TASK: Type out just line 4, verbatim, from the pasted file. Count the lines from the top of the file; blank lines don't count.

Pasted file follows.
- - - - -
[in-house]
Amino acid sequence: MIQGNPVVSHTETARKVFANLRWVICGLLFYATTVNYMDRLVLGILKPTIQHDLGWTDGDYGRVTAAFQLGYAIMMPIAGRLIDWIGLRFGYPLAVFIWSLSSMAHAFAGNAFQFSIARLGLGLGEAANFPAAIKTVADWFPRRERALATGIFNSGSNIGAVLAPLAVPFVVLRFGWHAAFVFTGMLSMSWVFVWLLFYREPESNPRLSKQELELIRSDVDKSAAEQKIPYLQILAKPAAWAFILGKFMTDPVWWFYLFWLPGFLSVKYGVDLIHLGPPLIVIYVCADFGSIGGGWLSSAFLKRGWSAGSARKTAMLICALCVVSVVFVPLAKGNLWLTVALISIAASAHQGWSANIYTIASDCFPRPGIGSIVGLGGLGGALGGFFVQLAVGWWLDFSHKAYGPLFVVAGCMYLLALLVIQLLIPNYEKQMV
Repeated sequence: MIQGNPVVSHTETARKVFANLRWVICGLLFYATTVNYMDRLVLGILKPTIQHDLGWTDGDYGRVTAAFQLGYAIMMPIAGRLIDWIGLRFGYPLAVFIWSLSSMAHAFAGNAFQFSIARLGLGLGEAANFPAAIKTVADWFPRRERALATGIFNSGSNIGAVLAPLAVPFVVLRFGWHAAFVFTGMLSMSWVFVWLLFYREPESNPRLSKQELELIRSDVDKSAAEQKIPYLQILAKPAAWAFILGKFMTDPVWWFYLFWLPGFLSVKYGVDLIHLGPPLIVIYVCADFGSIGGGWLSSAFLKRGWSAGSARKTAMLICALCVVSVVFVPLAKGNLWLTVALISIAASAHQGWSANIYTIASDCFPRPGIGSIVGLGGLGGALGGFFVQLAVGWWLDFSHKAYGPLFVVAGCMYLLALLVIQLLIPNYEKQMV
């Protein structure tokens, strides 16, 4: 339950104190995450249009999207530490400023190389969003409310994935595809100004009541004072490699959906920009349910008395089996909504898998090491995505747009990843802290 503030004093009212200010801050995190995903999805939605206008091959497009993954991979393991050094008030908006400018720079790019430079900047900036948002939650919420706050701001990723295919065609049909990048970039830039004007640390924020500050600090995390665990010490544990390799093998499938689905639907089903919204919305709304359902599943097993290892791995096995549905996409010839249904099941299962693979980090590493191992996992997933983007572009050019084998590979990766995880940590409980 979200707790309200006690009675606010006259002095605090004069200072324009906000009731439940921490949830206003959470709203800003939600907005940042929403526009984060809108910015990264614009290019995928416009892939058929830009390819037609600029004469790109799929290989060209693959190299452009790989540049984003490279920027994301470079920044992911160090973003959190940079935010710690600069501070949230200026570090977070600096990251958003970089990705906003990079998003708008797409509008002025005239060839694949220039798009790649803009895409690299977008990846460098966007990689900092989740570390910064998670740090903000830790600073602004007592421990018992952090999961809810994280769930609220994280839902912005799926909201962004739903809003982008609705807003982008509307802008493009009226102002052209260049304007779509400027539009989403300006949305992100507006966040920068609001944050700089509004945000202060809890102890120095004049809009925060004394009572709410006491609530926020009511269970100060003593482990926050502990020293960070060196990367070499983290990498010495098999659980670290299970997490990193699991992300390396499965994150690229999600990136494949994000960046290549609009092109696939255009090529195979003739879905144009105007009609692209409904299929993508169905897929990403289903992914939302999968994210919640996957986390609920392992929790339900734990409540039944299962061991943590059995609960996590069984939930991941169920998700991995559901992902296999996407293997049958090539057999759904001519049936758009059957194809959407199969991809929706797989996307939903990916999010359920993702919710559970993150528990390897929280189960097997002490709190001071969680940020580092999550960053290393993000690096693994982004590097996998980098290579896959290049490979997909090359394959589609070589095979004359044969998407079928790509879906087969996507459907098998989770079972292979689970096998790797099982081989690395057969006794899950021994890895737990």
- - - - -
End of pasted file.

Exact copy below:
């Protein structure tokens, strides 16, 4: 339950104190995450249009999207530490400023190389969003409310994935595809100004009541004072490699959906920009349910008395089996909504898998090491995505747009990843802290 503030004093009212200010801050995190995903999805939605206008091959497009993954991979393991050094008030908006400018720079790019430079900047900036948002939650919420706050701001990723295919065609049909990048970039830039004007640390924020500050600090995390665990010490544990390799093998499938689905639907089903919204919305709304359902599943097993290892791995096995549905996409010839249904099941299962693979980090590493191992996992997933983007572009050019084998590979990766995880940590409980 979200707790309200006690009675606010006259002095605090004069200072324009906000009731439940921490949830206003959470709203800003939600907005940042929403526009984060809108910015990264614009290019995928416009892939058929830009390819037609600029004469790109799929290989060209693959190299452009790989540049984003490279920027994301470079920044992911160090973003959190940079935010710690600069501070949230200026570090977070600096990251958003970089990705906003990079998003708008797409509008002025005239060839694949220039798009790649803009895409690299977008990846460098966007990689900092989740570390910064998670740090903000830790600073602004007592421990018992952090999961809810994280769930609220994280839902912005799926909201962004739903809003982008609705807003982008509307802008493009009226102002052209260049304007779509400027539009989403300006949305992100507006966040920068609001944050700089509004945000202060809890102890120095004049809009925060004394009572709410006491609530926020009511269970100060003593482990926050502990020293960070060196990367070499983290990498010495098999659980670290299970997490990193699991992300390396499965994150690229999600990136494949994000960046290549609009092109696939255009090529195979003739879905144009105007009609692209409904299929993508169905897929990403289903992914939302999968994210919640996957986390609920392992929790339900734990409540039944299962061991943590059995609960996590069984939930991941169920998700991995559901992902296999996407293997049958090539057999759904001519049936758009059957194809959407199969991809929706797989996307939903990916999010359920993702919710559970993150528990390897929280189960097997002490709190001071969680940020580092999550960053290393993000690096693994982004590097996998980098290579896959290049490979997909090359394959589609070589095979004359044969998407079928790509879906087969996507459907098998989770079972292979689970096998790797099982081989690395057969006794899950021994890895737990």